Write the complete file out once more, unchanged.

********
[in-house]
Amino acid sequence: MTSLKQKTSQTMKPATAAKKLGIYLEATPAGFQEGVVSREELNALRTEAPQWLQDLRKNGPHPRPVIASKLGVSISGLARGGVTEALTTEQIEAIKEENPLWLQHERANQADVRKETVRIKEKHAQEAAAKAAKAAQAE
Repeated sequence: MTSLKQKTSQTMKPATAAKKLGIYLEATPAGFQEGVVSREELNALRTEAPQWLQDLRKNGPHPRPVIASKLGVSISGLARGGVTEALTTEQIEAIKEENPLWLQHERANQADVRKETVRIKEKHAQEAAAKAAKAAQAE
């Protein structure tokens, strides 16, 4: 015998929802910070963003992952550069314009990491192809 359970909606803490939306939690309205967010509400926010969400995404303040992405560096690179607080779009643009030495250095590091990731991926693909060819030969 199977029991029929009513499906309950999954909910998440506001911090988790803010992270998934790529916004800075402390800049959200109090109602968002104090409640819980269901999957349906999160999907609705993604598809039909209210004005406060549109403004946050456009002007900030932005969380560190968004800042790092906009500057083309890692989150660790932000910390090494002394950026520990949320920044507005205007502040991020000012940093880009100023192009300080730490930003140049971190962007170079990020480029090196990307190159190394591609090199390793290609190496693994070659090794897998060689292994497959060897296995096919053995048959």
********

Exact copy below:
[in-house]
Amino acid sequence: MTSLKQKTSQTMKPATAAKKLGIYLEATPAGFQEGVVSREELNALRTEAPQWLQDLRKNGPHPRPVIASKLGVSISGLARGGVTEALTTEQIEAIKEENPLWLQHERANQADVRKETVRIKEKHAQEAAAKAAKAAQAE
Repeated sequence: MTSLKQKTSQTMKPATAAKKLGIYLEATPAGFQEGVVSREELNALRTEAPQWLQDLRKNGPHPRPVIASKLGVSISGLARGGVTEALTTEQIEAIKEENPLWLQHERANQADVRKETVRIKEKHAQEAAAKAAKAAQAE
């Protein structure tokens, strides 16, 4: 015998929802910070963003992952550069314009990491192809 359970909606803490939306939690309205967010509400926010969400995404303040992405560096690179607080779009643009030495250095590091990731991926693909060819030969 199977029991029929009513499906309950999954909910998440506001911090988790803010992270998934790529916004800075402390800049959200109090109602968002104090409640819980269901999957349906999160999907609705993604598809039909209210004005406060549109403004946050456009002007900030932005969380560190968004800042790092906009500057083309890692989150660790932000910390090494002394950026520990949320920044507005205007502040991020000012940093880009100023192009300080730490930003140049971190962007170079990020480029090196990307190159190394591609090199390793290609190496693994070659090794897998060689292994497959060897296995096919053995048959």